Cadogan going pro; signs with Adidas
Levi Cadogan, the schoolboy sprint king of Barbados, created history today when he signed a contract with the international shoe company Adidas at the office of the Barbados Olympic Centre, Wildey, St Michael this morning.
Addressing a Press conference after the signing, Joseph Codrington of Codrington Elite Performance who negotiated the contract with Adidas on the young sprinter’s behalf, disclosed that this was the first time a young Barbadian athlete had been signed to an international company while still being at school.
“This is a historic day for athletics in Barbados; no other schoolboy has ever turned professional and received sponsorship from a international company while still being at school. Levi has broken new grounds,” Codrington said.
He added that the contract between the budding star and the international brand would end in 2016.
Codrington described Cadogan as an emerging talent and disclosed that he decided to sign up the young Barbadian before another agency added him
to their register.
“The contract between Levi and Adidas will end at the end of August 2016. Included in it is a sum of money which I will not disclose. In addition, Levi is contracted to wear the sponsor’s gear at all track meets he is competing at. This does not apply when he is competing for Barbados when he must wear the gear of the sponsors of the national team. But he must wear his sponsors’ shoes at all times,” Codrington, himself a former high-quality athlete in the 1970s and 1980s, said.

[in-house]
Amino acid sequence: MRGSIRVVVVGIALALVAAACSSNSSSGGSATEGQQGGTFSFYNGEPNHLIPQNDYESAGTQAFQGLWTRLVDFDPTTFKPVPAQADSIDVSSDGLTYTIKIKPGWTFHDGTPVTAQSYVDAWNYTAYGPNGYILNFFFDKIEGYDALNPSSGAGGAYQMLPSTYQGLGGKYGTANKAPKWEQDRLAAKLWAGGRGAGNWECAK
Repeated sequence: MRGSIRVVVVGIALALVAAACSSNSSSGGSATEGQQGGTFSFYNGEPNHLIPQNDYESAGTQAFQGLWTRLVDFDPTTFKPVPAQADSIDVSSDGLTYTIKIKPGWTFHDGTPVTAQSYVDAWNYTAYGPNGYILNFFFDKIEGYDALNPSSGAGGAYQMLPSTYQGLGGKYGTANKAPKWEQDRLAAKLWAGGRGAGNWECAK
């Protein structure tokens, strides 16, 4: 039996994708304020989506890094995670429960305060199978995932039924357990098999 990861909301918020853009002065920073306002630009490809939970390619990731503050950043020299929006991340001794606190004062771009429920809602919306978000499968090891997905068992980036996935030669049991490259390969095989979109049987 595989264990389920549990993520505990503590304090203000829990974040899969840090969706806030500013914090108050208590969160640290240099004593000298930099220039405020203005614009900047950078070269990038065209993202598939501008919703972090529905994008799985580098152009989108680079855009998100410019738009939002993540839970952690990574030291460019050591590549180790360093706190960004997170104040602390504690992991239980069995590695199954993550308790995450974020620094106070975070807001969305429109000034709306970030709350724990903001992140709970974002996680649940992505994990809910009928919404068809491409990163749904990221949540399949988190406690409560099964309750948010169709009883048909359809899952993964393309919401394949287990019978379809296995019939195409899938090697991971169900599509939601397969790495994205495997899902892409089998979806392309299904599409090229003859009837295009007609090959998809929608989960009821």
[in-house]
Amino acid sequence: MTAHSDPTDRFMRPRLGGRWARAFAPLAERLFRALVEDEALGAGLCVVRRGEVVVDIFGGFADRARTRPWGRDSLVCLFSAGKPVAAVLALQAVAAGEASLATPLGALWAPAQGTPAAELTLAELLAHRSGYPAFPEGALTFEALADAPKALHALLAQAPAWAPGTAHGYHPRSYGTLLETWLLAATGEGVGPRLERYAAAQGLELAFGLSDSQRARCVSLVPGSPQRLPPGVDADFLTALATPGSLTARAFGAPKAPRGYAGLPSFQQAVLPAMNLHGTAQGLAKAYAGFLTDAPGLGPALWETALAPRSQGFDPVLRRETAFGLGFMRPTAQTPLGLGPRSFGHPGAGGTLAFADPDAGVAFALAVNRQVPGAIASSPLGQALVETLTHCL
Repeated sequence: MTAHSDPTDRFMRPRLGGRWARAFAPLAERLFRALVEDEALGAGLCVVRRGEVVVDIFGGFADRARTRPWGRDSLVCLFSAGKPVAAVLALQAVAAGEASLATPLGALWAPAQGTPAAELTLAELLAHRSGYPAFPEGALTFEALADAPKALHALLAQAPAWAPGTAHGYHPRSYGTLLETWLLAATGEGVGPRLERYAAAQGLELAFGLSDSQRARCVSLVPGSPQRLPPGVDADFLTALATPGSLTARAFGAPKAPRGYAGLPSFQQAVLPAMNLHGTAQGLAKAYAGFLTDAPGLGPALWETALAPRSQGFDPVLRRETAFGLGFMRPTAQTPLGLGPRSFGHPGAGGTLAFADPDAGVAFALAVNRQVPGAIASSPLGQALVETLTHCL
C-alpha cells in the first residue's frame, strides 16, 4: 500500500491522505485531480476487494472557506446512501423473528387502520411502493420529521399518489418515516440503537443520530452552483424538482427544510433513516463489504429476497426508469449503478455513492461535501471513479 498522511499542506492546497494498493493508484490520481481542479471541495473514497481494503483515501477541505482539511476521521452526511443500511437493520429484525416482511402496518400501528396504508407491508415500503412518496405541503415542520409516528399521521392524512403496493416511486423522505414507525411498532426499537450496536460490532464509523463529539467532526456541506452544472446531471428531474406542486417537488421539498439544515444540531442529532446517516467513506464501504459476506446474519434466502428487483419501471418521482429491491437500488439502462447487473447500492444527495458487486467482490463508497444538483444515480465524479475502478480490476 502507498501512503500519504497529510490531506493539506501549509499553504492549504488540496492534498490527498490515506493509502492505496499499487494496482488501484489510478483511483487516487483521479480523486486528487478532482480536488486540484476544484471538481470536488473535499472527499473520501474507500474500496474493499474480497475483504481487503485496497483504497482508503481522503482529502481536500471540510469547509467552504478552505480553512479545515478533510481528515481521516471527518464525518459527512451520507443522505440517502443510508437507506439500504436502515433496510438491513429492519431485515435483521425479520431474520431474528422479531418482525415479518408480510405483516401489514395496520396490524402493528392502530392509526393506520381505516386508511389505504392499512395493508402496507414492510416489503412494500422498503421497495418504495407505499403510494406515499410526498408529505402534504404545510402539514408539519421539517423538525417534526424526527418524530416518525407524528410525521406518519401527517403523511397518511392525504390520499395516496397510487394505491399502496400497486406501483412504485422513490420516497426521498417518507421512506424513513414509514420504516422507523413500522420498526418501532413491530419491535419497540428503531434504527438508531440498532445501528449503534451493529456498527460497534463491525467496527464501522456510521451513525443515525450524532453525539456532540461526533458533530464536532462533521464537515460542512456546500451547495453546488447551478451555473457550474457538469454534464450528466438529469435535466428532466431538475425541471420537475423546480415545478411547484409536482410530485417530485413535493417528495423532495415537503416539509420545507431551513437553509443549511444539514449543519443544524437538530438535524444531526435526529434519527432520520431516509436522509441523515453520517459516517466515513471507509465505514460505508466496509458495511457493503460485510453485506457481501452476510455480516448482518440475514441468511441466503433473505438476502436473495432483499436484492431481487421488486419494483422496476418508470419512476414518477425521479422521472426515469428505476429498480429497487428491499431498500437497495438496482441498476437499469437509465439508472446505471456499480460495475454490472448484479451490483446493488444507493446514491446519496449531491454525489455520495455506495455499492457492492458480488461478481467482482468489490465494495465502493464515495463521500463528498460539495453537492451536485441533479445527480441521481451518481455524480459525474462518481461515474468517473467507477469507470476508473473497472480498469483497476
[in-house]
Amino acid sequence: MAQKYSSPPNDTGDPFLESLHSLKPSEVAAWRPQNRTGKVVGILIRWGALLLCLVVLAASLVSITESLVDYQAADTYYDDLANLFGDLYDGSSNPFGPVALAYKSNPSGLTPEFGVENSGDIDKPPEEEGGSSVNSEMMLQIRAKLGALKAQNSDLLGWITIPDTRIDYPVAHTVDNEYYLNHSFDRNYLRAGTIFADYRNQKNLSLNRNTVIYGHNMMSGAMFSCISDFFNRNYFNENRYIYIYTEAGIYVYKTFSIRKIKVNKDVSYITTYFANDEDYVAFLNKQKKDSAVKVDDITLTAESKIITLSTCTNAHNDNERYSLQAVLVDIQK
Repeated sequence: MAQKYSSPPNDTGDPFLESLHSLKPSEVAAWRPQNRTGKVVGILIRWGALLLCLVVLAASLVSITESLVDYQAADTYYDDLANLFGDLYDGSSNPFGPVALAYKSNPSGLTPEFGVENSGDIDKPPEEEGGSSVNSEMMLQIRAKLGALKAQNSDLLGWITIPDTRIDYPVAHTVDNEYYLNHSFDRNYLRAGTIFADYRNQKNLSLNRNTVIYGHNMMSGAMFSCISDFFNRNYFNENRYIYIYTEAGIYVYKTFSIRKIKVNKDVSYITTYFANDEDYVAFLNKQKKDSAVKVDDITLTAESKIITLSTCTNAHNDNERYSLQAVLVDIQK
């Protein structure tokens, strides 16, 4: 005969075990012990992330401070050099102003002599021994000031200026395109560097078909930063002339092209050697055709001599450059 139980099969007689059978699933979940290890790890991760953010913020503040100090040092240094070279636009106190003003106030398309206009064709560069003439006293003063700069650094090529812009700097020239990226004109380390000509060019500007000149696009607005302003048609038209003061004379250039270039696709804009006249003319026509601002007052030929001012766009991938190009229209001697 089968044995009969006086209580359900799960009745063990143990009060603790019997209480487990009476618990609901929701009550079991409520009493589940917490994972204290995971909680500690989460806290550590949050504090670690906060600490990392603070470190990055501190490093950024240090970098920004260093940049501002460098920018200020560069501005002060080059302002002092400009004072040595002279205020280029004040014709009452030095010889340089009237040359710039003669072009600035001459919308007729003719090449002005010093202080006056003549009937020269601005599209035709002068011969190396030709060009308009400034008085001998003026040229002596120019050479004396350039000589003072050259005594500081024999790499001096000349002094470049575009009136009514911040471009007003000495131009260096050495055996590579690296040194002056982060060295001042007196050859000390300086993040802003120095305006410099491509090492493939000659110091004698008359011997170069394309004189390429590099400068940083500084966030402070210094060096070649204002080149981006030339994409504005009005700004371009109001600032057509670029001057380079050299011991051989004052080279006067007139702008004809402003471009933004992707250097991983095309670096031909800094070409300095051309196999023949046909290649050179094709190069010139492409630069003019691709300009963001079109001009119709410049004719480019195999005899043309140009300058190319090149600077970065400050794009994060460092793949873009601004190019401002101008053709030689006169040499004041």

Destiny Cadogan, Levi’s mother, told the media conference that despite getting several offers from universities in the United States her son would not be accepting any of them.
“We have decided that Levi will be based at home. The family has built a solid business foundation for him which will allow him to focus his attention on his athletics career rather than academics,” Cadogan said.
She acknowledged that while it was not the norm for local athletes to refuse scholarships to attend North American universities, the decision made was the right one for her son.
“I am sure that Levi will become a top class athlete. This decision will crack the barrier for home-based runners and will be seen as ground-breaking in the future,” a passionate Cadogan said.
His coach at the St Michael School, Gabriel Burnett, said he wanted the highly promising sprinter to attend college but when he discovered that this was not the desire of Levi’s parents he acceded to their wishes.
“It is going to be a wonderful opportunity to coach such an exciting talent. My major focus is on the World Games,” Burnett said.
Codrington, who served as overseas-based liaison officer for the Barbados Amateur Athletic Association for five years as well as the manager of the Barbados team to the 1999 Central American And Caribbean Games, stated that he would be booking Cadogan at several meets in the United States and Europe. He explained that even though Cadogan would not be competing at college events, the young runner would still be competing against first-class runners.
Cadogan said that cricket was his first love but added all of the people around him were happy about his budding career on the track.
“I like to see my family and friends happy and they are quite happy with my performance on the track. My times have been improving and I am looking forward to a long career,” Cadogan said.
The 18-year-old St Michael student is rated 130th in the world in the 100 metres and 112th in the 200 metres.